More than twenty albums and five decades into his career, singer, songwriter, and multi-instrumentalist Steve Wariner has become a modern-day multi-genre icon, earning fourteen #1 hits, over 30 Top 10 singles, three Gold albums, four GRAMMY Awards, three CMA Awards, one ACM Award, a Christian Country Music Association Award, a TNN/Music City News Award, a CMA Triple Play Award,and 15 BMI Million-Air Awards. He is a member of the Kentucky Music Hall of Fame, the National Thumbpickers Hall of Fame, the Music City Walk of Fame, and one of only five guitar players in the world to be given the "Certified Guitar Player" (CGP) award by Chet Atkins.
As an award-winning songwriter, he has composed songs for Clint Black("Nothin' But the Taillights"), Garth Brooks("Longneck Bottle"), Bryan White("One Small Miracle"), and Keith Urban("Where the Blacktop Ends"), as well as songs for artists such as Country Music Hall of Fame members Alabama, Kenny Rogers, The Statler Brothers, Conway Twitty,and Don Williams; pop music icon Peter Tork(of The Monkees); R&B singer Ruben Studdard; bluegrass music's Del McCoury Band, and many more.
Today, he continues to captivate audiences with his sensational voice and guitar prowess and is recognized through his portfolio of work spanning Country, Bluegrass, Rock, Jazz, and Pop.
Born on Christmas Day, December 25, 1954, Steve Wariner got his start in music at the tender age of 10, when he played drums in his father's band. The Noblesville, Indiana-native later learned bass and played in local clubs.
One night while performing in a club in Indianapolis, legendary country singer and recently announced Country Music Hall of Fame honoree, Dottie West, happened to be there and spotted the talented teenager. West convinced the seventeen-year-old to make the bold move from Indiana to Music City to join her band. Upon accepting the offer, Wariner played bass for three years with her before moving on to play in Grand Ole Opry member, Bob Luman's band.
In the 70's, Wariner's life and career forever changed when he met his idol and guitar extraordinaire Chet Atkins through guitar virtuoso Paul Yandell. Atkins hired Wariner to play bass in his band and eventually signed him to his first recording contract at RCA Records in 1977. His first single, "I'm Already Taken," peaked at #63 on the Country charts and was later re-recorded by Country icon Conway Twitty. Wariner's first Top 40 hit was "Your Memory," which was released in 1980 and peaked at #7 on the Country charts, and his first #1 single was "All Roads Lead to You," which was released in 1981.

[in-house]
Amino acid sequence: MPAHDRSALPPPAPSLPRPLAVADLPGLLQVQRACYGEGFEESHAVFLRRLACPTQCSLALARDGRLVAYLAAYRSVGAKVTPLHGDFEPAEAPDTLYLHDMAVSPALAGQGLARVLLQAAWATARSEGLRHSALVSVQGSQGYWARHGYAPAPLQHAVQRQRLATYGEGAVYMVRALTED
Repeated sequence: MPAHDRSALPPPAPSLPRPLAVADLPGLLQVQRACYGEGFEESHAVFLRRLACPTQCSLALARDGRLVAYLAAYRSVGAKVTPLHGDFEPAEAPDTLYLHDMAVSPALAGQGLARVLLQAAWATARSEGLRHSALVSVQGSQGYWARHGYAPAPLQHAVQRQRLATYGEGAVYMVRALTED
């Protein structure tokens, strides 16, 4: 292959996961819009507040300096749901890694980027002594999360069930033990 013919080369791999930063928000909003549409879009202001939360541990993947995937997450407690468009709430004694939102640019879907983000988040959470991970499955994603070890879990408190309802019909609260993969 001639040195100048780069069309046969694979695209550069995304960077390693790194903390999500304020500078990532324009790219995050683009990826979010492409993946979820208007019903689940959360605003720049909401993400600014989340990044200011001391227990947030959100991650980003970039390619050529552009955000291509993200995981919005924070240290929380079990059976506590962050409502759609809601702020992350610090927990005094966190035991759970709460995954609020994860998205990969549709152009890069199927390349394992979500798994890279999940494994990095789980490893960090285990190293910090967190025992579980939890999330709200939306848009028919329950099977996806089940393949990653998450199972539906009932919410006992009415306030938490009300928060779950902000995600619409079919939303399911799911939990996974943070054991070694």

While on the rise, Wariner left RCA in 1984 and signed with MCA Records, the label that would catapult him to achieve some of his biggest hits spanning into the 90s, including "What I Didn't Do," "Heart Trouble" and "Some Fools Never Learn." His star began to shine brighter as his music made its way into television. In 1986, he recorded the theme song for ABC's Emmy and Golden Globe Award-winning TV sitcom, "Who's The Boss?"
Wariner moved over to Arista Records in 1991 where he released his album I Am Ready. Shortly after, he earned his first GRAMMY Award for Best Country Vocal Collaboration as a guest vocalist on the single "Restless," along with instrumentalists Vince Gill, Ricky Skaggs and Mark O'Connor.
He followed up this honor in 1998 with two wins at the American Country Music Awards, where "Holes in the Floor of Heaven" won Song of the Year and Single of the Year.
The next year Wariner signed to Capitol Records Nashville where his album, Two Teardrops was certified gold. During that time, he won the GRAMMY Award for Best Country Instrumental as a musician on the Asleep at the Wheel song, "Bob's Breakdown;" an award he would win again in 2008 for his collaboration with Brad Paisley for the single, "Cluster Puck" and in 2010 for "Producer's Medley," a track on Wariner's album My Tribute to Chet Atkins.
In 2011, he released Guitar Laboratory, a collection of instrumental songs spanning many genres, including Classical, Country, Jazz, Blues and traditional Hawaiian music. The release of It Ain't All Bad followedin 2013 and All Over the Mapin 2016.
It's clear Wariner has a true passion for his profession, and evident through his extensive collection of guitars, including the first one he ever learned to play, the first one he bought, one given to him by Chet Atkins, and his very own limited edition Takamine model.
Over the course of his career, Wariner's passion for writing, playing and singing music remains undiminished. He has served as an extraordinary role model and inspiration to artists in many genres and has become an excellent example of one our industry's most talented and professional artists, songwriters and musicians, and has proven to be a triple threat; an award-winning artist, musician, and songwriter.